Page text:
British rule of ‘the George Cross island’ of Malta came to an end on this day in 1964.

Part of the British Empire from 1800 – first as a Protectorate and then as a Crown Colony – the Mediterranean archipelago is one of the world’s smallest and most densely populated countries.

Awarded the George Cross by King George VI for its collective bravery during World War II, it achieved self-rule after the war – and its post-war years were marked by politicians arguing variously for full integration with the UK, full independence (self-determination) or independence with the same dominion status enjoyed by Commonwealth countries like Canada, Australia and New Zealand.

In 1961 – after years of intense negotiations with the British government – the Blood Commission made provision for a new constitution where Malta was given self-government and recognised as the ‘State’ of Malta.

A referendum on this new constitution – which made the country an independent nation – was held in Malta between May 2 and May 4, 1964. It was approved by 54.5% of voters, and in September, Malta became an independent sovereign Commonwealth realm, with Queen Elizabeth II as its head of state.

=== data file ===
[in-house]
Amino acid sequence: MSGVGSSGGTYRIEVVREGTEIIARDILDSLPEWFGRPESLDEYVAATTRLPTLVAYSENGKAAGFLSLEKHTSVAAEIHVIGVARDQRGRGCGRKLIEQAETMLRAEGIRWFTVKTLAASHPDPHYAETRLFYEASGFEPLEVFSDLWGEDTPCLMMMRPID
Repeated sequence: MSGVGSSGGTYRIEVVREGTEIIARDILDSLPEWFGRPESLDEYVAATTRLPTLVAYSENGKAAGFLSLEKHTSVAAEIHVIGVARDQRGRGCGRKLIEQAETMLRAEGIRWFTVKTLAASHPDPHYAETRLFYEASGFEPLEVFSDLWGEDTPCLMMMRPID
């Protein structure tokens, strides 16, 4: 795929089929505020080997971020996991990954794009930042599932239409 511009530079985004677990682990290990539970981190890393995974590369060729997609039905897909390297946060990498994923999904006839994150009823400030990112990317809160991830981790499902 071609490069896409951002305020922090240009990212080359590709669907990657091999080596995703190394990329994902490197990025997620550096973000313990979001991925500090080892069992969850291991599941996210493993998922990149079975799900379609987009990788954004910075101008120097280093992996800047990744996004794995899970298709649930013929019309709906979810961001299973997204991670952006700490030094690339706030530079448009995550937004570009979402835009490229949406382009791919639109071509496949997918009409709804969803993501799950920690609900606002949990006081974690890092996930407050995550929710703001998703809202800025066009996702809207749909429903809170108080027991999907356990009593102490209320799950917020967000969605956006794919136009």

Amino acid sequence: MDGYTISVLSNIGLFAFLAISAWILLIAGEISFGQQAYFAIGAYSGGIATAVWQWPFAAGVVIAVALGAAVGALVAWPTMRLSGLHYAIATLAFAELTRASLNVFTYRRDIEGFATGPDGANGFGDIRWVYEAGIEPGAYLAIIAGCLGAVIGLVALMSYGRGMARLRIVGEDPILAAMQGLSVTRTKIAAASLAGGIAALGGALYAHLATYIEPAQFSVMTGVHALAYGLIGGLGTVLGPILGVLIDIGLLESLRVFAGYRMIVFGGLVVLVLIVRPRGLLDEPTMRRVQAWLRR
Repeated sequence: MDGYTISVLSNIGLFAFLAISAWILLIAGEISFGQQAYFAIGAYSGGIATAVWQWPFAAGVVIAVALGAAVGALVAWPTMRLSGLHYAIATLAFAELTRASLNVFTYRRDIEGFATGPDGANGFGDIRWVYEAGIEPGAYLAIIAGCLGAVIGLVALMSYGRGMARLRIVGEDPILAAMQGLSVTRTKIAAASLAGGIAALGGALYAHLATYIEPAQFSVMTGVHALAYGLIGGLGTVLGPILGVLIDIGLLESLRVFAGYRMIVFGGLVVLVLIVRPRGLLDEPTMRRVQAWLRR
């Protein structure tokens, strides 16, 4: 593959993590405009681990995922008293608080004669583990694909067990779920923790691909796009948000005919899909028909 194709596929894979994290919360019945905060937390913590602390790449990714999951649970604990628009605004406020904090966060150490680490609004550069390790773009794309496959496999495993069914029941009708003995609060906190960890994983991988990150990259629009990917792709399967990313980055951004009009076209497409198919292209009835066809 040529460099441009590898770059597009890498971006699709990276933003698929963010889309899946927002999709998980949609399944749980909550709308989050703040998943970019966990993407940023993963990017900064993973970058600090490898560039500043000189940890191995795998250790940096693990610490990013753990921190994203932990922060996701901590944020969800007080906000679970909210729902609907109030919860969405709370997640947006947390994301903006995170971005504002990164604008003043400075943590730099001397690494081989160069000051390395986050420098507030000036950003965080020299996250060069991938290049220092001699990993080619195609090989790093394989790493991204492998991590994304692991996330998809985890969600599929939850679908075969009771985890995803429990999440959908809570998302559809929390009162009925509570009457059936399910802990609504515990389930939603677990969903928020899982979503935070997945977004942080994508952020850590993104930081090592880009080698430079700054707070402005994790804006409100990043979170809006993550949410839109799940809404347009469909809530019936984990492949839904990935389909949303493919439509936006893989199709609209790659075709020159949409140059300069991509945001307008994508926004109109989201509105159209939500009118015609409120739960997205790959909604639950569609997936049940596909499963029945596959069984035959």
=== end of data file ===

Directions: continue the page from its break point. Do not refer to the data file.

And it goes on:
[Read more: February 12, 1945 - Allied leaders reveal plans for post-war Europe following Yalta summit]

An RAF Shackleton flew the Duke of Edinburgh, as the Queen’s representative, to Malta to officiate the independence duties.

And while there was a carnival spirit – with parades of floats, and people lining the streets as the Duke rode through the streets in an open-top car – there were also demonstrations. The Labour Party had protested against the terms of independence, maintaining that they would make Malta a vessel of Britain and powerless to withstand the political influence of the Catholic Church.

After conveying a message from the Queen, Prince Philip handed over the constitutional instruments to Malta’s Prime Minister, George Borġ Olivier. At nearly midnight, the Union Jack – which had first flown over the island 164 years previously, during the Napoleonic Wars – was lowered, and the flag of the new independent Malta was unfurled.

Malta was admitted to the United Nations in 1964 and became a republic in 1974, with the President as head of state (although it remained part of the Commonwealth). The country joined the EU in 2004 and entered the Eurozone in 2008.